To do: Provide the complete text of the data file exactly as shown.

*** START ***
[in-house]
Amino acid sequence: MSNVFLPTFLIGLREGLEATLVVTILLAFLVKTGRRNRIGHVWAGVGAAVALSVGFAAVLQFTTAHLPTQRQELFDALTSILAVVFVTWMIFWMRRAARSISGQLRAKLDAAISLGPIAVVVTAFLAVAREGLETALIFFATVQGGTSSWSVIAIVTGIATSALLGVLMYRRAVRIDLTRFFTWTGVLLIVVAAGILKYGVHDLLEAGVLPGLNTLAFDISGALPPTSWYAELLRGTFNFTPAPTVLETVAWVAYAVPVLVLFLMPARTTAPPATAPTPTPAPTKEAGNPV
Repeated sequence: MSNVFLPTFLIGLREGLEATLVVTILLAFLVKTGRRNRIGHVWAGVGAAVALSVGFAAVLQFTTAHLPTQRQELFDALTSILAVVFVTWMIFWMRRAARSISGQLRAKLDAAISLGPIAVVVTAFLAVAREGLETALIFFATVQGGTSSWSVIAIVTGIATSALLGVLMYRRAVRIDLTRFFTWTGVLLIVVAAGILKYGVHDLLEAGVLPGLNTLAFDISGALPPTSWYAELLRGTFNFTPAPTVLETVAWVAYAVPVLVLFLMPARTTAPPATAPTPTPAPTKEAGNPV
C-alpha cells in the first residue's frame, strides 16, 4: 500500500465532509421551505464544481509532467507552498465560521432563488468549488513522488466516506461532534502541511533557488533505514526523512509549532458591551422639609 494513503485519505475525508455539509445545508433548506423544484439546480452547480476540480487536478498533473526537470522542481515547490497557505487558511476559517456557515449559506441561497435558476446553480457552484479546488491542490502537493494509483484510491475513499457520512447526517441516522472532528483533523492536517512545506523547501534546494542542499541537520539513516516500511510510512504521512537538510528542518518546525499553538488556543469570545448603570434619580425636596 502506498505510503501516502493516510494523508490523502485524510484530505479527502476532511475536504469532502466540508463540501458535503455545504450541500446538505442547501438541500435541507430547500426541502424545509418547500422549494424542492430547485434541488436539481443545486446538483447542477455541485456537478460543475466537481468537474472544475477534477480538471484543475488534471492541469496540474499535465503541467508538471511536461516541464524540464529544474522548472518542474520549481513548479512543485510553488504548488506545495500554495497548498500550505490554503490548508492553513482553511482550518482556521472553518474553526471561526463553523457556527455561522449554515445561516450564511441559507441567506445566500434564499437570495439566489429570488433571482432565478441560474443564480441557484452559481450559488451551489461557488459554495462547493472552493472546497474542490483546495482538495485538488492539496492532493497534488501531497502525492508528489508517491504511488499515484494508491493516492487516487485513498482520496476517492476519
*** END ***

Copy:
[in-house]
Amino acid sequence: MSNVFLPTFLIGLREGLEATLVVTILLAFLVKTGRRNRIGHVWAGVGAAVALSVGFAAVLQFTTAHLPTQRQELFDALTSILAVVFVTWMIFWMRRAARSISGQLRAKLDAAISLGPIAVVVTAFLAVAREGLETALIFFATVQGGTSSWSVIAIVTGIATSALLGVLMYRRAVRIDLTRFFTWTGVLLIVVAAGILKYGVHDLLEAGVLPGLNTLAFDISGALPPTSWYAELLRGTFNFTPAPTVLETVAWVAYAVPVLVLFLMPARTTAPPATAPTPTPAPTKEAGNPV
Repeated sequence: MSNVFLPTFLIGLREGLEATLVVTILLAFLVKTGRRNRIGHVWAGVGAAVALSVGFAAVLQFTTAHLPTQRQELFDALTSILAVVFVTWMIFWMRRAARSISGQLRAKLDAAISLGPIAVVVTAFLAVAREGLETALIFFATVQGGTSSWSVIAIVTGIATSALLGVLMYRRAVRIDLTRFFTWTGVLLIVVAAGILKYGVHDLLEAGVLPGLNTLAFDISGALPPTSWYAELLRGTFNFTPAPTVLETVAWVAYAVPVLVLFLMPARTTAPPATAPTPTPAPTKEAGNPV
C-alpha cells in the first residue's frame, strides 16, 4: 500500500465532509421551505464544481509532467507552498465560521432563488468549488513522488466516506461532534502541511533557488533505514526523512509549532458591551422639609 494513503485519505475525508455539509445545508433548506423544484439546480452547480476540480487536478498533473526537470522542481515547490497557505487558511476559517456557515449559506441561497435558476446553480457552484479546488491542490502537493494509483484510491475513499457520512447526517441516522472532528483533523492536517512545506523547501534546494542542499541537520539513516516500511510510512504521512537538510528542518518546525499553538488556543469570545448603570434619580425636596 502506498505510503501516502493516510494523508490523502485524510484530505479527502476532511475536504469532502466540508463540501458535503455545504450541500446538505442547501438541500435541507430547500426541502424545509418547500422549494424542492430547485434541488436539481443545486446538483447542477455541485456537478460543475466537481468537474472544475477534477480538471484543475488534471492541469496540474499535465503541467508538471511536461516541464524540464529544474522548472518542474520549481513548479512543485510553488504548488506545495500554495497548498500550505490554503490548508492553513482553511482550518482556521472553518474553526471561526463553523457556527455561522449554515445561516450564511441559507441567506445566500434564499437570495439566489429570488433571482432565478441560474443564480441557484452559481450559488451551489461557488459554495462547493472552493472546497474542490483546495482538495485538488492539496492532493497534488501531497502525492508528489508517491504511488499515484494508491493516492487516487485513498482520496476517492476519